Being a Puerto Rican woman and proud of it, as well as a huge comic book lover, representation in comics really matters to me. Whenever I see any sort of diverse female character reflected on a comic book page, my heart swells with joy, because that means those like me are being seen. While I have some favorite comic book heroines, such as Wonder Woman and Harley Quinn, lately I’ve been craving to see more female characters in comic books that look like us — us diverse women from every background and with different cultures and points of views.
To me, female comic book representation is something that creators have been slowly inching towards, giving us diverse women something to look up to. Take for example one of my favorites, La Borinqueña, created by Edgardo Miranda-Rodríguez, whose Puerto Rican background inspired him to create a story with a strong female superhero at the helm. La Borinqueña tells the story of Marisol Rios De La Luz, a Columbia University Earth and Environmental Sciences undergraduate student living with her parents in Williamsburg, Brooklyn. Inspired by her heritage, she takes a semester of study abroad in collaboration with the University of Puerto Rico, where she discovers five magical crystals after exploring the island’s caves. After that, she unearths some explosive powers within, which are inspired by Puerto Rico’s deep history and mystical tales. I remember attending New York Comic Con in 2021, and Edgardo’s booth was one that I and many boricuas gravitated toward, purchasing his comics and merch, such as buttons representing the superhero and our culture. Many of them were women. To me, this makes me realize that girls like me are hungry for more representation, something that is highly needed in a pop culture comic book world where superheroes are mainly male or white. While there is nothing wrong with these characters and many look up to them, I feel like certain voices need to be uplifted in this type of literature. And one very important voice is that of women from a Latin background.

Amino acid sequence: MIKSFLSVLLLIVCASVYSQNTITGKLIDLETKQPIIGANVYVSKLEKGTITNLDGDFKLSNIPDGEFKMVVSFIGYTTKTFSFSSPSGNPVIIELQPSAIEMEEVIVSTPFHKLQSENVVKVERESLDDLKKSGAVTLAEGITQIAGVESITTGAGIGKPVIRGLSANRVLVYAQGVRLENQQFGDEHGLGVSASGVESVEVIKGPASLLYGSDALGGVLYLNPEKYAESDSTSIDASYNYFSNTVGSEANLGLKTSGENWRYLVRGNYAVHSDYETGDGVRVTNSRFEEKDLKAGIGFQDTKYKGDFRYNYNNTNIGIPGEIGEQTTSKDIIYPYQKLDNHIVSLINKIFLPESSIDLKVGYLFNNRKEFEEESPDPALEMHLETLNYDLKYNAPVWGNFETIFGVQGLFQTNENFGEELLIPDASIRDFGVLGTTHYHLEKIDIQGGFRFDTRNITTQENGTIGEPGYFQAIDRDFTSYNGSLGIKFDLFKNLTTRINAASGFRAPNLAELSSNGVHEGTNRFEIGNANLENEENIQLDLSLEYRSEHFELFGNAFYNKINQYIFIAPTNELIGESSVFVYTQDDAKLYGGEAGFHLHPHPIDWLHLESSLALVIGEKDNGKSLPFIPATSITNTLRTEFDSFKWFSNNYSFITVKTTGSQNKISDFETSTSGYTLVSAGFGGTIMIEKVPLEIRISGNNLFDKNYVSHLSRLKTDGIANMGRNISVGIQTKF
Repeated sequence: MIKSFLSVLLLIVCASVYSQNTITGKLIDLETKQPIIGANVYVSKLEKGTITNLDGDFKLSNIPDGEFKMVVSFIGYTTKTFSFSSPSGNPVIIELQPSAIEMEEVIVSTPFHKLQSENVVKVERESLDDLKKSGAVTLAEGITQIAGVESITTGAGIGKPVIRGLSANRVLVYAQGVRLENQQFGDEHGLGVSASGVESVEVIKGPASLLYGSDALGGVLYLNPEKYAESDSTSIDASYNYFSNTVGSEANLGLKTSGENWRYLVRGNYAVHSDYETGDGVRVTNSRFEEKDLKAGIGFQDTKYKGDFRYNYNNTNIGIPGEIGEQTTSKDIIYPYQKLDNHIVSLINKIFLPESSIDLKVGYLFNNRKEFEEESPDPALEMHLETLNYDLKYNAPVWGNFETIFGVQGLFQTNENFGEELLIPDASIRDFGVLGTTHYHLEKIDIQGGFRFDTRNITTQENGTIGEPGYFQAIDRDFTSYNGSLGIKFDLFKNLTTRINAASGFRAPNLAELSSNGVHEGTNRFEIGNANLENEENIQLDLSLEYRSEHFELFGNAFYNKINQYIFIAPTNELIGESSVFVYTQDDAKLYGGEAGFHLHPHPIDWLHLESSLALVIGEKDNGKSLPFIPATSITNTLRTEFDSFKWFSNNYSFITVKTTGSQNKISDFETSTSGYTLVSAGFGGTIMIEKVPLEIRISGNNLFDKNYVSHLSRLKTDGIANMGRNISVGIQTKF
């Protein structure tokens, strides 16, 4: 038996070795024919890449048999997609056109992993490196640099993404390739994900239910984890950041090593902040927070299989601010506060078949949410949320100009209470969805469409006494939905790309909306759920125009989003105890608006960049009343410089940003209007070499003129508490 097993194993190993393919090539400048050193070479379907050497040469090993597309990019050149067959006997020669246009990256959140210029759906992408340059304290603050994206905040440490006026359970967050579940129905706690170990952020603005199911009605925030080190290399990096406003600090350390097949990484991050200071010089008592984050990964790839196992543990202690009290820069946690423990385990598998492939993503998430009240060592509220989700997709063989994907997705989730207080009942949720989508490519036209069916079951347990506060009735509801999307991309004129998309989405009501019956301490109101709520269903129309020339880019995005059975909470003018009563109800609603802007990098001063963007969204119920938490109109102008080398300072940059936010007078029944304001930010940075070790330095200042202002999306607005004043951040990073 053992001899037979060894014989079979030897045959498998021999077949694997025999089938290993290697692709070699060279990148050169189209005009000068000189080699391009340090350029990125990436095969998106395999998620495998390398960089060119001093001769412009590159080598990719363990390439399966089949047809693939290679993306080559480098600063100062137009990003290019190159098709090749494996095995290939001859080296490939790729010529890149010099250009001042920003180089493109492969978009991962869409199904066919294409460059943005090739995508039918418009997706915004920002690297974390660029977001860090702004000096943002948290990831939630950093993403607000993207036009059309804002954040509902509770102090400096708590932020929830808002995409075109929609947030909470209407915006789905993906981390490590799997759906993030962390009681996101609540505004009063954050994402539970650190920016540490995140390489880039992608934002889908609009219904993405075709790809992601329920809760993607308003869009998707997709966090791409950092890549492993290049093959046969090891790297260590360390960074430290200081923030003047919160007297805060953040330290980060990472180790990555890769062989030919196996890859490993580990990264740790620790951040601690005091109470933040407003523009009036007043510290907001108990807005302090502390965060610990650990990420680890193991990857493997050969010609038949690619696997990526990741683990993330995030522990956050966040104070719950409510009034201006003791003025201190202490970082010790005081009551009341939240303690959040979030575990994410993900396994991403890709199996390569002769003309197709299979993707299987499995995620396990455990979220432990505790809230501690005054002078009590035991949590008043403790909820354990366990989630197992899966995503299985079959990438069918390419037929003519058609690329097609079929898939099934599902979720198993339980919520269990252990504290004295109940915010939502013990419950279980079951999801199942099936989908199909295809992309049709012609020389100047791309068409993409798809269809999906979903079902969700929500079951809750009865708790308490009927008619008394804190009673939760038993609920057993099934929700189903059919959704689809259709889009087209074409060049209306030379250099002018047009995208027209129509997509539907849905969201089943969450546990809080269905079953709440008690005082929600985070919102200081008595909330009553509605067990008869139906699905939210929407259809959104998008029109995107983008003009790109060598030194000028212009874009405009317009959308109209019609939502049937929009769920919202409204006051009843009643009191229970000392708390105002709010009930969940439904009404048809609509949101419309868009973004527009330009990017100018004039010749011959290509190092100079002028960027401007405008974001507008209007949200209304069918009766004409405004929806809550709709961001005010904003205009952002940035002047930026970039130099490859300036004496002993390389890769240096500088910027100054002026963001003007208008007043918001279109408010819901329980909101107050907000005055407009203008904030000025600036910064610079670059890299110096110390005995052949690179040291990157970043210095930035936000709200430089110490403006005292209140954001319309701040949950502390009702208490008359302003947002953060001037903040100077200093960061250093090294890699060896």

Recently Edgardo Miranda-Rodríguez had actress Rosario Dawson, of Afro-Cuban and Puerto Rican ancestry, collaborate with him and grace the cover of his comic: he drew her as La Borinqueña. Edgardo and I have cultivated a friendship, and he told me:
“The internet has given a voice to the voiceless. Social media has empowered an audience to tell mainstream publishers and studios ‘¡presente!’ However, this doesn’t always translate into characters that are accurate or rooted in real world history, culture, or places.”
Female characters rooted in culture and diversity are extremely important, and we see this happen with characters such as Naomi McDuffie, a character from an alternate universe in the DC Comics world that also inspired a recent CW network show. Naomi was the first child born from two metahumans, who came from an unknown past radioactive energy that affected the Earth. What I love about the Naomi comics and story is that her character represents a powerful Black teenage superhero, one that young Black girls can look up to and feel represented by. Naomi’s super strengths, which include the power of flight and energy manipulation, are impressive. It’s not just about this female superhero having unique superpowers, it’s about what this symbolizes: that diverse women can truly fulfill their destiny, find strength within themselves, and showcase their strengths in front of their male counterparts. As a teen growing up in Puerto Rico, this is something I always craved when it came to my comic books. Comic book characters might be filled with fantasy, but they give us not only an escape but also hope and connection with others. It’s refreshing to see girls at Cons, which I love to attend, cosplaying as characters such as Naomi and La Borinqueña. It’s also great to see them happily mingling with the other creatively-dressed girls, and finding a community with each other.